Needless to say, this feminisation has less to do with women as such, but with the characterising of learning and teaching in feminine terms, which can be at least as insistently demanded by men as by women. This process of feminisation reveals itself, for example, in the kind of language that is now increasingly used in educational theorising and policy. Charles Sturt University has a new alternative entry scheme for prospective students which “focusses on emotional intelligence, collaboration, empathy, communication skills, resilience”. People who are accepted into this so-called “Advantage” scheme, “become part of an exclusive nurture programme that will support them to develop their soft skills, prepare them for university, and connect them with a community of like-minded people”. Emotional intelligence, nurturing and, above all, that buzz-word of education today, empathy, are prioritised. There is not a single mention of intelligence or rigour or discipline, hard skills once regarded as essential components and requirements of academic work worthy of the name. Now softness dominates, as parents tell me that their children’s school reports rate their offspring in terms of their “empathy”. Inevitably, as Professor Frank Furedi has noted, this feminisation has now progressed to infantilised universities (note the reference, in his comments, to a tangible version of softness):

The age-old distinction between schoolchildren and university students is fast losing its meaning. On many campuses, the infantilization of university students has become institutionalized. College administrators treat students as if they were biologically mature children rather than young men and women. Administrators assume that millennials are so fragile that they require therapeutic support to make the transition from high school to the university.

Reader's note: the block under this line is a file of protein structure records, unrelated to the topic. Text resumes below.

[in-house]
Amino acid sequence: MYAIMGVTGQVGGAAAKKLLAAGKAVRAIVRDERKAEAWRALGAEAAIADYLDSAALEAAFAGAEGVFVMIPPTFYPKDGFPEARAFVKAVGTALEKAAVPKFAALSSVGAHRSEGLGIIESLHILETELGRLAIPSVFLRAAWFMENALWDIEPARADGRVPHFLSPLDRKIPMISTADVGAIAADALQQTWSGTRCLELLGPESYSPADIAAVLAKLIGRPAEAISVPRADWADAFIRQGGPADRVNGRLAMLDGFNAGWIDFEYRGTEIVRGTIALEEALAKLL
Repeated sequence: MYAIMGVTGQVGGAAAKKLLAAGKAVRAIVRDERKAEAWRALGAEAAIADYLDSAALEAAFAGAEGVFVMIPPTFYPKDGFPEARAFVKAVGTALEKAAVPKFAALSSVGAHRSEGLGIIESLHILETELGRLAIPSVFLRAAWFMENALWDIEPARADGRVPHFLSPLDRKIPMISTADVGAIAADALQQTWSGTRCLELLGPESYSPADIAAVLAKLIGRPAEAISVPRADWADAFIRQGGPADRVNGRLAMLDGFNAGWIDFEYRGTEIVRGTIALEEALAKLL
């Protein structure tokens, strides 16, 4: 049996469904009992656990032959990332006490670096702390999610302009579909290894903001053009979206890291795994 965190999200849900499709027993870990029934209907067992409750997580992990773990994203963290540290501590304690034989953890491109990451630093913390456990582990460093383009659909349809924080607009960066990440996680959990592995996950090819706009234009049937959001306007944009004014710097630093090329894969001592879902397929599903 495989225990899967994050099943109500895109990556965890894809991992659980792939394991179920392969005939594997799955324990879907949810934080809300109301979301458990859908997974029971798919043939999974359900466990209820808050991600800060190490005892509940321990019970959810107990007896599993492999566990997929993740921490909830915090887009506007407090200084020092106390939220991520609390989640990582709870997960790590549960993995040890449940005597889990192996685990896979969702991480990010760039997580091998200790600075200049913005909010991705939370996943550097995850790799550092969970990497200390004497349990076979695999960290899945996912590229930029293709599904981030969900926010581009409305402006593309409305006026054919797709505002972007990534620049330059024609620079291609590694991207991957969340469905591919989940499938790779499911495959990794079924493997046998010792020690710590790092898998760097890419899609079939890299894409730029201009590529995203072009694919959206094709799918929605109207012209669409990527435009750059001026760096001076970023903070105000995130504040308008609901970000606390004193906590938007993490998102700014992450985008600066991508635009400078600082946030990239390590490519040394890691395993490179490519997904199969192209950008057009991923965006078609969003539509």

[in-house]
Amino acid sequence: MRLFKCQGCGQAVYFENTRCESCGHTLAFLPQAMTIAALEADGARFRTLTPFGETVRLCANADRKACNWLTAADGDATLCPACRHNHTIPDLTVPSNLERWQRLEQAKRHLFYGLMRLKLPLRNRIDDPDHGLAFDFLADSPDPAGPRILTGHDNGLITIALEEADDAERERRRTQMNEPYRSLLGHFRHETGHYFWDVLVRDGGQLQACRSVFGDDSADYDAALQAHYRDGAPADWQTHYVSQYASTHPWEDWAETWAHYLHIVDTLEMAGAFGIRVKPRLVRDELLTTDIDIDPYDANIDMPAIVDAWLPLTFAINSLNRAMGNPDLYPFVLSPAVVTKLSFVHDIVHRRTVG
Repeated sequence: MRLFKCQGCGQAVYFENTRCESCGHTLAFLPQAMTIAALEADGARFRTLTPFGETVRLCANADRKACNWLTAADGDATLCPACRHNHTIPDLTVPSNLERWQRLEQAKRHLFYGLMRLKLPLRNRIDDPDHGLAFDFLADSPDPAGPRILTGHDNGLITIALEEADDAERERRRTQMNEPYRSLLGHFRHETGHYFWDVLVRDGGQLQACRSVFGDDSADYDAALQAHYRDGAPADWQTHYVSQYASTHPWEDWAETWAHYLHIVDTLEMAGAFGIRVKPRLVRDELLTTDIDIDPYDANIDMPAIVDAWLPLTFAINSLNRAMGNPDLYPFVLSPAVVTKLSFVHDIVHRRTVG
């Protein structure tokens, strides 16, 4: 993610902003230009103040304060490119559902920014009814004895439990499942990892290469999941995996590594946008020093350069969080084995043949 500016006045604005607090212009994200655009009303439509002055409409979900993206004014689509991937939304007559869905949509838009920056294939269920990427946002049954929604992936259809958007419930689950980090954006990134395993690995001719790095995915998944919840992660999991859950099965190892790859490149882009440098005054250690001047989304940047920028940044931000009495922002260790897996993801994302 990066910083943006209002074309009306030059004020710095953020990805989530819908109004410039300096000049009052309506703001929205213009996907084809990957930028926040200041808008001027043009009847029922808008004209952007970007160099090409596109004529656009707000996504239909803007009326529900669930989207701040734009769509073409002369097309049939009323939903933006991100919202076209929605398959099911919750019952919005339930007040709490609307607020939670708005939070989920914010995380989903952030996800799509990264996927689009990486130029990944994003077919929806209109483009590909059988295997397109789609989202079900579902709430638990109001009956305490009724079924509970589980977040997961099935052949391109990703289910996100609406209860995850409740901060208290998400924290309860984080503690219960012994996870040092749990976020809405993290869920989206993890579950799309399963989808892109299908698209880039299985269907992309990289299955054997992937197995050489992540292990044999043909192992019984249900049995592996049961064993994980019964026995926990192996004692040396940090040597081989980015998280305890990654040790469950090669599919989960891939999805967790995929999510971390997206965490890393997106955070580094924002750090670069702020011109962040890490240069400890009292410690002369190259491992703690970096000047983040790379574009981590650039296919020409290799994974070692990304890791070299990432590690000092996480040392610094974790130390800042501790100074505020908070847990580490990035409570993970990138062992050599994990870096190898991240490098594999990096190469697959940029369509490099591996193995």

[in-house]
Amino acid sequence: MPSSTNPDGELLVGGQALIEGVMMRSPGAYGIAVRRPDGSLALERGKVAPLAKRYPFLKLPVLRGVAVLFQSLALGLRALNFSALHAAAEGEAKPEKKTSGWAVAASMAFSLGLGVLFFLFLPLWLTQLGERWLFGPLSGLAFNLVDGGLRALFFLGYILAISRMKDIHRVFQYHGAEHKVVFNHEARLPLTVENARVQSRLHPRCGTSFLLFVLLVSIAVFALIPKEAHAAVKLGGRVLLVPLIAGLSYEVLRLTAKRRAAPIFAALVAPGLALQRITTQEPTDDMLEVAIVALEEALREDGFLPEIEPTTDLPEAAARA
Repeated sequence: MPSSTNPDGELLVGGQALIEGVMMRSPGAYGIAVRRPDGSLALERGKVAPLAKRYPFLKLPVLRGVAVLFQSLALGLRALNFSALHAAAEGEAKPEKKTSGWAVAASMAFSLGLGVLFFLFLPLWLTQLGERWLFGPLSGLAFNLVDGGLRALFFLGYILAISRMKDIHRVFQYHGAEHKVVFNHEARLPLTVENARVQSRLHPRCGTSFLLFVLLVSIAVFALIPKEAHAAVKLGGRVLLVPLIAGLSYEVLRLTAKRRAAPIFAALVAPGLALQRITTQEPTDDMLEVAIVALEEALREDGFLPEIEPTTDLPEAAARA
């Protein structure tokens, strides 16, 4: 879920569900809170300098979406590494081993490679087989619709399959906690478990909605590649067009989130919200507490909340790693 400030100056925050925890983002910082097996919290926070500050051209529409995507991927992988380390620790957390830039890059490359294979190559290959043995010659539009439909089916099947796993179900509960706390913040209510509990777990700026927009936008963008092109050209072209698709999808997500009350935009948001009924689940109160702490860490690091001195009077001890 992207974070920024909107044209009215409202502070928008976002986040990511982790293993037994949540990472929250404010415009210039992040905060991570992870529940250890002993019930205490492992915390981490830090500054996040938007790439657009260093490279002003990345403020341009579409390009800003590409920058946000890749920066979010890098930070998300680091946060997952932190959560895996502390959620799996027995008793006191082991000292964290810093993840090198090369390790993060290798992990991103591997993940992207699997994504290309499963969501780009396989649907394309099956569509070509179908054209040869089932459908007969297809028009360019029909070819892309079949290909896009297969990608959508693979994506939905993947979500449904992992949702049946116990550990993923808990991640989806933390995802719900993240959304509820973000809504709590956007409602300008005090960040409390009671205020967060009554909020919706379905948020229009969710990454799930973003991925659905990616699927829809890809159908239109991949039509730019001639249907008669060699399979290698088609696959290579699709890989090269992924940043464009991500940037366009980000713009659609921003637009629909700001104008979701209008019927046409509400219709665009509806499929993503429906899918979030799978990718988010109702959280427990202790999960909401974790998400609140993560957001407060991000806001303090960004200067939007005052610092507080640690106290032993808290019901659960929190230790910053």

In some instances, the infantilization of university students has become a caricature of itself. Many universities provide anxious undergraduates facing exams with soft toys and pets to stroke in designated chill-out rooms.

The university as a creche.

The predictable retreat of men from teaching is one of the most alarming by-products of this feminising of education. It was calculated some years ago that more than 90 per cent of boys in primary schools in New South Wales would never see a man in the classroom. The idea is now strongly in place that education is women’s business, and there are now more women undergraduates enrolled at universities than men, and in the teaching profession they have an overwhelming presence. It is little wonder that one of the by-products of this vanishing of male role models from the classroom, and the feminisation of curricula, is the now well-documented disenchantment with and disengagement from education by boys and young men, with ramifying and serious anti-social consequences. Further, with cases of prosecutions of male teachers for sexual misbehaviour—several of which have turned out to be groundless, but which have ruined the men’s careers and lives in the process—the message is getting out, as Bettina Arndt has noted, that: